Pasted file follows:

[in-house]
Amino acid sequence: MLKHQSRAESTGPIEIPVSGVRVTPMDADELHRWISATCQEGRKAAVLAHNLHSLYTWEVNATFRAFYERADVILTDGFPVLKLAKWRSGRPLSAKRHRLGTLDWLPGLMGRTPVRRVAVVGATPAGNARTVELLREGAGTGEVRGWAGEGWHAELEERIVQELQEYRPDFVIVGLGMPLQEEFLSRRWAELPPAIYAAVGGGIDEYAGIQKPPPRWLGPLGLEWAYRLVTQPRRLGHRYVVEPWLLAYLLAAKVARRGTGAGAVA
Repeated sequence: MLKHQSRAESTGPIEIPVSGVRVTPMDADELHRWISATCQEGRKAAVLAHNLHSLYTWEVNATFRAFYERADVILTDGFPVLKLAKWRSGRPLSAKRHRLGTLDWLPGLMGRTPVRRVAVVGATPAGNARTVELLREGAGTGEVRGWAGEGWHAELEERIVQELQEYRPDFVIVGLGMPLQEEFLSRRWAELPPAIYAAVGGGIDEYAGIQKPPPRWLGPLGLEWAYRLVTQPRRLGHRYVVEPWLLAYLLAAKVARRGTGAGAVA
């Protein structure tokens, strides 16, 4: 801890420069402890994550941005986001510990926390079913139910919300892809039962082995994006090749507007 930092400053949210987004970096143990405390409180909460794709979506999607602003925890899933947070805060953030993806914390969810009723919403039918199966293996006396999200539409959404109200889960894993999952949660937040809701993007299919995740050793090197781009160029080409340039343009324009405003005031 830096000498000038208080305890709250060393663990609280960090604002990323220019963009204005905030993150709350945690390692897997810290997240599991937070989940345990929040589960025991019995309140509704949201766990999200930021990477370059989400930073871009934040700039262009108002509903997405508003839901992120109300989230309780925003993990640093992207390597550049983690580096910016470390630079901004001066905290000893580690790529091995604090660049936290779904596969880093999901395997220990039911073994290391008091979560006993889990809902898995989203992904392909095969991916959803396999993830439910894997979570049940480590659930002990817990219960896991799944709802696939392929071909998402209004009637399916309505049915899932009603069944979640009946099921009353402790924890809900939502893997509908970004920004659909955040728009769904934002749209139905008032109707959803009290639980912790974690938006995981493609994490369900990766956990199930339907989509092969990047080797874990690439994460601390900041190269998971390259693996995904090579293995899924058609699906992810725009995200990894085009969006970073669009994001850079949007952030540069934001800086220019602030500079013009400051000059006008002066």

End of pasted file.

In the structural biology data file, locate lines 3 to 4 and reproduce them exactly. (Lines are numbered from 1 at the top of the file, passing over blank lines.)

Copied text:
Repeated sequence: MLKHQSRAESTGPIEIPVSGVRVTPMDADELHRWISATCQEGRKAAVLAHNLHSLYTWEVNATFRAFYERADVILTDGFPVLKLAKWRSGRPLSAKRHRLGTLDWLPGLMGRTPVRRVAVVGATPAGNARTVELLREGAGTGEVRGWAGEGWHAELEERIVQELQEYRPDFVIVGLGMPLQEEFLSRRWAELPPAIYAAVGGGIDEYAGIQKPPPRWLGPLGLEWAYRLVTQPRRLGHRYVVEPWLLAYLLAAKVARRGTGAGAVA
């Protein structure tokens, strides 16, 4: 801890420069402890994550941005986001510990926390079913139910919300892809039962082995994006090749507007 930092400053949210987004970096143990405390409180909460794709979506999607602003925890899933947070805060953030993806914390969810009723919403039918199966293996006396999200539409959404109200889960894993999952949660937040809701993007299919995740050793090197781009160029080409340039343009324009405003005031 830096000498000038208080305890709250060393663990609280960090604002990323220019963009204005905030993150709350945690390692897997810290997240599991937070989940345990929040589960025991019995309140509704949201766990999200930021990477370059989400930073871009934040700039262009108002509903997405508003839901992120109300989230309780925003993990640093992207390597550049983690580096910016470390630079901004001066905290000893580690790529091995604090660049936290779904596969880093999901395997220990039911073994290391008091979560006993889990809902898995989203992904392909095969991916959803396999993830439910894997979570049940480590659930002990817990219960896991799944709802696939392929071909998402209004009637399916309505049915899932009603069944979640009946099921009353402790924890809900939502893997509908970004920004659909955040728009769904934002749209139905008032109707959803009290639980912790974690938006995981493609994490369900990766956990199930339907989509092969990047080797874990690439994460601390900041190269998971390259693996995904090579293995899924058609699906992810725009995200990894085009969006970073669009994001850079949007952030540069934001800086220019602030500079013009400051000059006008002066």